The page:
4. Failed to Protect Workers From a Deadly Paint-Stripping Chemical<p>Methylene chloride is a highly toxic chemical used in paint strippers that is responsible for <a href="https://saferchemicals.org/us-deaths-from-methylene-chloride/" target="_blank">more than 60 deaths</a> since 1980. In the final days of the Obama administration, the <a href="https://www.regulations.gov/document?D=EPA-HQ-OPPT-2016-0231-0001" target="_blank">EPA proposed a ban</a> on "methylene chloride for consumer and most types of commercial paint and coating removal."</p><p>After significant pressure from <a href="https://www.cbsnews.com/news/epa-reconsiders-ban-on-potentially-lethal-paint-stripper-chemical-methylene-chloride/" target="_blank">families who lost loved ones</a> due to methylene chloride exposure, the Trump EPA eventually issued a final rule in 2019. However, the <a href="https://www.epa.gov/newsreleases/epa-bans-consumer-sales-methylene-chloride-paint-removers-protecting-public" target="_blank">EPA narrowed the rule</a> so that it would apply only to consumer<em> uses</em> of methylene chloride, not commercial uses. That means workers are not protected, even though a <a href="https://publicintegrity.org/inequality-poverty-opportunity/workers-rights/epa-restricts-sales-of-deadly-paint-strippers-after-years-of-delays/" target="_blank">Center for Public Integrity investigation</a> found that most deaths from methylene chloride take place at work.</p><p>A <a href="https://www.epa.gov/assessing-and-managing-chemicals-under-tsca/final-risk-evaluation-methylene-chloride" target="_blank">separate EPA evaluation</a> of methylene chloride found that manufacturing, disposal and several other uses of methylene chloride pose no "unreasonable risk." Environmental groups have filed lawsuits challenging <a href="https://earthjustice.org/news/press/2019/trump-s-epa-sued-for-leaving-workers-exposed-to-deadly-chemical-in-paint-strippers" target="_blank">the rule</a> and the <a href="https://earthjustice.org/news/press/2020/trumps-epa-sued-over-understating-risks-of-deadly-chemical" target="_blank">recent evaluation</a>.</p>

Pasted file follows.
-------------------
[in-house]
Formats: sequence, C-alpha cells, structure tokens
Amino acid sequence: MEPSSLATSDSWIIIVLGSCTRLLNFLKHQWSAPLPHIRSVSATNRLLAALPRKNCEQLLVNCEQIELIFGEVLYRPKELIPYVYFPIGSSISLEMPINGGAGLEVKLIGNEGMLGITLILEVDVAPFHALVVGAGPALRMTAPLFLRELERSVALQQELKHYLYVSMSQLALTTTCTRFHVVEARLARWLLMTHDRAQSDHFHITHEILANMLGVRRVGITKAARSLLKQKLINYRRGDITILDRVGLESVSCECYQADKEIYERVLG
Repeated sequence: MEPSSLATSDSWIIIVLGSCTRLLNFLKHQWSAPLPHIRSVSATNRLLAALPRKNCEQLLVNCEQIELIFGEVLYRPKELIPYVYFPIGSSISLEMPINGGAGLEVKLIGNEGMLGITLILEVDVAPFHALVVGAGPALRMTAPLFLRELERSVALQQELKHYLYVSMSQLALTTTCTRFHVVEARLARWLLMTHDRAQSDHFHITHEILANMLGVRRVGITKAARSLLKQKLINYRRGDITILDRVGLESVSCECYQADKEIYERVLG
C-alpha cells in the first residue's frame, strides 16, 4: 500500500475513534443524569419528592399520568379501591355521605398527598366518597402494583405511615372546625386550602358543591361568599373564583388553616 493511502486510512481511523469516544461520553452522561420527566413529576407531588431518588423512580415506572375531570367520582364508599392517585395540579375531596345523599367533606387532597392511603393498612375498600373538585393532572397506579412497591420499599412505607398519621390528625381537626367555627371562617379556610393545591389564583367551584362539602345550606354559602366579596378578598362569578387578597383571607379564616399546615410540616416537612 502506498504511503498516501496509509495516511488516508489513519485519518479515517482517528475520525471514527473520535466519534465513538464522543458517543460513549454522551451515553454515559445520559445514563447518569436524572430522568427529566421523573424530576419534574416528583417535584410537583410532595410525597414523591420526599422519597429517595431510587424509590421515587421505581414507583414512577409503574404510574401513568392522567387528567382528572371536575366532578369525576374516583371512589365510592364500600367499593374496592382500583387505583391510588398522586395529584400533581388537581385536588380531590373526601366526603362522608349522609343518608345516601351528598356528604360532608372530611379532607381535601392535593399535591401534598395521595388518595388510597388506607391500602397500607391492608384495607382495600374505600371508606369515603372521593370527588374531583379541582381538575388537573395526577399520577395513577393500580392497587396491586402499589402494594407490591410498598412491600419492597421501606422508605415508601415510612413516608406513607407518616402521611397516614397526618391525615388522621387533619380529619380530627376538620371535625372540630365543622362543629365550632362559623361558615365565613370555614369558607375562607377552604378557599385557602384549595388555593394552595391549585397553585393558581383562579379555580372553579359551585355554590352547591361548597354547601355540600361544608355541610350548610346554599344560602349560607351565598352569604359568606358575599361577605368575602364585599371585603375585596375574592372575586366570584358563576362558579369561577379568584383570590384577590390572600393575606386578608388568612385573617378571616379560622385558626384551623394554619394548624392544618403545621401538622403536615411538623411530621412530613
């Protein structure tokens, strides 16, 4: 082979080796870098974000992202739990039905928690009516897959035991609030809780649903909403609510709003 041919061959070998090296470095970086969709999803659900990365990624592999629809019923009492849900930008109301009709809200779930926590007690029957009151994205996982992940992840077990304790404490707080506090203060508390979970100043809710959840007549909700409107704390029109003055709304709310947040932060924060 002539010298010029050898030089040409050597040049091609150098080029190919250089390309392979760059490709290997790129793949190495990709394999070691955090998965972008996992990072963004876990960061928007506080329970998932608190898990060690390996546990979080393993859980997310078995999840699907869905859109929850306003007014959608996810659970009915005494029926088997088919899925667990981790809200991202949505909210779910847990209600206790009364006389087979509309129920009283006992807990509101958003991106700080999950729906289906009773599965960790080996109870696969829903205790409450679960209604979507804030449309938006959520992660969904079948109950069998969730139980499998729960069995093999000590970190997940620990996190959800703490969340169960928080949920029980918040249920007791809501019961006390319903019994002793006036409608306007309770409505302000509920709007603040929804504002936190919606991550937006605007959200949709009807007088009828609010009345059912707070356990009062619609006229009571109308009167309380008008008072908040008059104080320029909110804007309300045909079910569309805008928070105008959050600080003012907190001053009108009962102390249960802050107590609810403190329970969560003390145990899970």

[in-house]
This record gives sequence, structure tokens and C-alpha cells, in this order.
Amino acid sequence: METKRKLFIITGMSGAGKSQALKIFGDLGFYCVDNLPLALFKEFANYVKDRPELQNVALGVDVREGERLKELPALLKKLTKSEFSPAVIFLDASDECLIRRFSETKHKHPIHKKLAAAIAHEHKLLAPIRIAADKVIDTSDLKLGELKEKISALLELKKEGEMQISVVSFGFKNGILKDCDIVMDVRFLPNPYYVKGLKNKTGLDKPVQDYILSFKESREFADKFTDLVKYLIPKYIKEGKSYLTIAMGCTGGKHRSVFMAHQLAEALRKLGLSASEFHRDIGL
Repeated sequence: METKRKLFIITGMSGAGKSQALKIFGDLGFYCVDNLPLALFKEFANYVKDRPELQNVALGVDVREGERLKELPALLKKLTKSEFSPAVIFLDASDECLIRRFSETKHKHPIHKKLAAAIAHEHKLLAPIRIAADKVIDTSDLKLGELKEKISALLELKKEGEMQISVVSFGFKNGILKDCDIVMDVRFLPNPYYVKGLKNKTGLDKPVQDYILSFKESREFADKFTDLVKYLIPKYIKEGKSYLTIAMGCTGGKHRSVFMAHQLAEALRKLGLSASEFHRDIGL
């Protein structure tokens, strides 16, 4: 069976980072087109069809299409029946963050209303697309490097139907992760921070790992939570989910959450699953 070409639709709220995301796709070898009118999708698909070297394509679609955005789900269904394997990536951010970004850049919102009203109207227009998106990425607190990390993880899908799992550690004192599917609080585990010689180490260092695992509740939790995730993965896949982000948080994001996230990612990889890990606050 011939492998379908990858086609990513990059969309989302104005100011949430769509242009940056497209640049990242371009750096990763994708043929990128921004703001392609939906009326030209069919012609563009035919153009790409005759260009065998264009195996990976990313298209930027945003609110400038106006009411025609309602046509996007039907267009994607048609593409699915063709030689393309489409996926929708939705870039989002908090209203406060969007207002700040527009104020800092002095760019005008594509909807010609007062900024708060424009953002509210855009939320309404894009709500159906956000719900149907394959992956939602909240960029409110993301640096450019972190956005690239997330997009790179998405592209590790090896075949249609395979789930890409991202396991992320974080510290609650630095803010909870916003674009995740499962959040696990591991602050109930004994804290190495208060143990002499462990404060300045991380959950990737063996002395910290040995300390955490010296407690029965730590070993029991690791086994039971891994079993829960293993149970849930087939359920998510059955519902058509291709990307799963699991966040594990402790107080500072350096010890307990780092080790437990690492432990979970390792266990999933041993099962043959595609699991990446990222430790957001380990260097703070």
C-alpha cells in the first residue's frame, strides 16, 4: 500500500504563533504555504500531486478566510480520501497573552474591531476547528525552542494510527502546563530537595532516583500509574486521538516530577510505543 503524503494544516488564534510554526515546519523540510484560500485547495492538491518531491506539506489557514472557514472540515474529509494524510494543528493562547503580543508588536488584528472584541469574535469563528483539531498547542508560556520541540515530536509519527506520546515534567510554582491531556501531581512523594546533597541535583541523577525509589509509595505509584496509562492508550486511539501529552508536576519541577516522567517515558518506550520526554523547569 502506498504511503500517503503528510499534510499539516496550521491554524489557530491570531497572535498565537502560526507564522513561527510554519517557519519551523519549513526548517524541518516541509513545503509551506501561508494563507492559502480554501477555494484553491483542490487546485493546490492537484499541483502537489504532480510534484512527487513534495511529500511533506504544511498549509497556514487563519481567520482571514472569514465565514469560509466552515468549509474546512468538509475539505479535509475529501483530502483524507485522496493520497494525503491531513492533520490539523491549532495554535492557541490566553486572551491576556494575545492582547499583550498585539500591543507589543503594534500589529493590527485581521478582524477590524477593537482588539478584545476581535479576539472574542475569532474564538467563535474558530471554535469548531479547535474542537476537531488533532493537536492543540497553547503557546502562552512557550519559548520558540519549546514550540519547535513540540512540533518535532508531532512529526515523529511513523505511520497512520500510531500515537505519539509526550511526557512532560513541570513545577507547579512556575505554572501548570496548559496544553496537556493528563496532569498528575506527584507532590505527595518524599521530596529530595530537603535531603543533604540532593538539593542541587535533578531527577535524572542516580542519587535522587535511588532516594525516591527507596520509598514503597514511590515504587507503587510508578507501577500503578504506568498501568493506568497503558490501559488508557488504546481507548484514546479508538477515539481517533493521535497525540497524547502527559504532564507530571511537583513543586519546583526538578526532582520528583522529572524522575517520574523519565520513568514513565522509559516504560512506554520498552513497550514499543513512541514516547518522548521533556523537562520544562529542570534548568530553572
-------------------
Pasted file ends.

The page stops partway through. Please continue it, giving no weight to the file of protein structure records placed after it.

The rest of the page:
5. Cooked the Books on the “Civil Action” Chemical<p>Trichloroethylene is a chemical solvent made infamous by the book and movie "<a href="https://www.youtube.com/watch?v=P3PHjIly2N0" target="_blank">A Civil Action</a>." The EPA considers it to be a known carcinogen, and it is one of the primary contaminants that sickened scores of veterans who served at <a href="https://psmag.com/environment/what-happened-at-camp-lejeune" target="_blank">Camp Lejeune</a>, in North Carolina.</p><p>As with methylene chloride, in the final days of the Obama administration, the EPA proposed banning three uses of TCE: <a href="https://www.regulations.gov/document?D=EPA-HQ-OPPT-2016-0163-0001" target="_blank">spot cleaning, aerosol degreasing</a> and <a href="https://www.regulations.gov/document?D=EPA-HQ-OPPT-2016-0387-0001" target="_blank">vapor degreasing</a>. In December 2017, the Trump EPA <a href="https://www.ewg.org/release/trump-epa-indefinitely-delays-bans-deadly-chemicals" target="_blank">shelved these proposed bans</a>, claiming that it would study those uses in a separate ongoing risk evaluation of TCE.</p><p>However, the EPA dramatically rewrote the accepted science on TCE in the <a href="https://www.epa.gov/assessing-and-managing-chemicals-under-tsca/draft-risk-evaluation-trichloroethylene" target="_blank">draft risk evaluation</a> released in February. As <a href="https://www.ewg.org/news-and-analysis/2018/06/industry-s-behest-epa-caves-banning-civil-action-carcinogen-lays-ground" target="_blank">EWG warned</a> in 2018, the solvents industry aggressively lobbied the EPA to ignore a key <a href="https://www.ncbi.nlm.nih.gov/pmc/articles/PMC1241384/" target="_blank">2003 study</a> finding that TCE causes heart deformities in developing fetuses. TCE's connection with fetal heart defects was an important basis for the Obama EPA's decision to ban three uses of TCE. An <a href="https://www.sciencedirect.com/science/article/pii/S0890623816303240#bib0190" target="_blank">independent review</a> of the EPA's science found that "prenatal exposure to TCE can cause human cardiac defects" and that the study "remains a valid choice" for assessing risk.</p><p>The lobbyists succeeded. The EPA's draft risk evaluation questioned the study's design and minimized its significance. An <a href="https://www.revealnews.org/article/epa-scientists-found-a-toxic-chemical-damages-fetal-hearts-the-trump-white-house-rewrote-their-assessment/" target="_blank">investigation by Reveal News</a> compared the draft risk evaluation with a leaked earlier draft. It found that the earlier draft had relied extensively on the 2003 study and used it as a benchmark for the risk calculations. Reveal also reported that then-EPA chemicals safety chief Nancy Beck – "<a href="https://www.ewg.org/planet-trump/2017/05/scariest-trump-appointee-you-ve-never-heard" target="_blank">the scariest Trump appointee you've never heard of</a>" – ordered that the risk evaluation be rewritten to downplay the risks of TCE. With the EPA giving significantly less weight to risks from fetal heart deformities, it's unlikely the agency will finalize the proposed bans.</p>